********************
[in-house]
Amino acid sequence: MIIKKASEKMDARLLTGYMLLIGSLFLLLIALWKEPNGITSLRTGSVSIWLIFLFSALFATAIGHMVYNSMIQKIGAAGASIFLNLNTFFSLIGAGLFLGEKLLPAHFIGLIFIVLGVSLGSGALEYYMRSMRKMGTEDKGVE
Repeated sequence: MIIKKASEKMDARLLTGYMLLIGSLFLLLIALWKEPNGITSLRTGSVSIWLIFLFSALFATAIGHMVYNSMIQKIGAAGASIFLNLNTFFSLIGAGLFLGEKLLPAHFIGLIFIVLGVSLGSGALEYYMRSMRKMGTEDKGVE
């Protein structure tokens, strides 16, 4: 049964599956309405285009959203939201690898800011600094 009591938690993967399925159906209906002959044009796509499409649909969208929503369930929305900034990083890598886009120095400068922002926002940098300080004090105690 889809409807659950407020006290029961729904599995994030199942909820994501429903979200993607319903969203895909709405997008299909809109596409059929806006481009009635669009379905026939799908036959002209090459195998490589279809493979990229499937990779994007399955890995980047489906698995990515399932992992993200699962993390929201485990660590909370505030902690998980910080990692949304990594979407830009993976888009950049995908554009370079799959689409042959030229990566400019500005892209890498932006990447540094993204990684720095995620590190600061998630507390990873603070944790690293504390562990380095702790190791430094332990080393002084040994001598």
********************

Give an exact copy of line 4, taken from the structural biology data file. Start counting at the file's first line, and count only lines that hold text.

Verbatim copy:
């Protein structure tokens, strides 16, 4: 049964599956309405285009959203939201690898800011600094 009591938690993967399925159906209906002959044009796509499409649909969208929503369930929305900034990083890598886009120095400068922002926002940098300080004090105690 889809409807659950407020006290029961729904599995994030199942909820994501429903979200993607319903969203895909709405997008299909809109596409059929806006481009009635669009379905026939799908036959002209090459195998490589279809493979990229499937990779994007399955890995980047489906698995990515399932992992993200699962993390929201485990660590909370505030902690998980910080990692949304990594979407830009993976888009950049995908554009370079799959689409042959030229990566400019500005892209890498932006990447540094993204990684720095995620590190600061998630507390990873603070944790690293504390562990380095702790190791430094332990080393002084040994001598």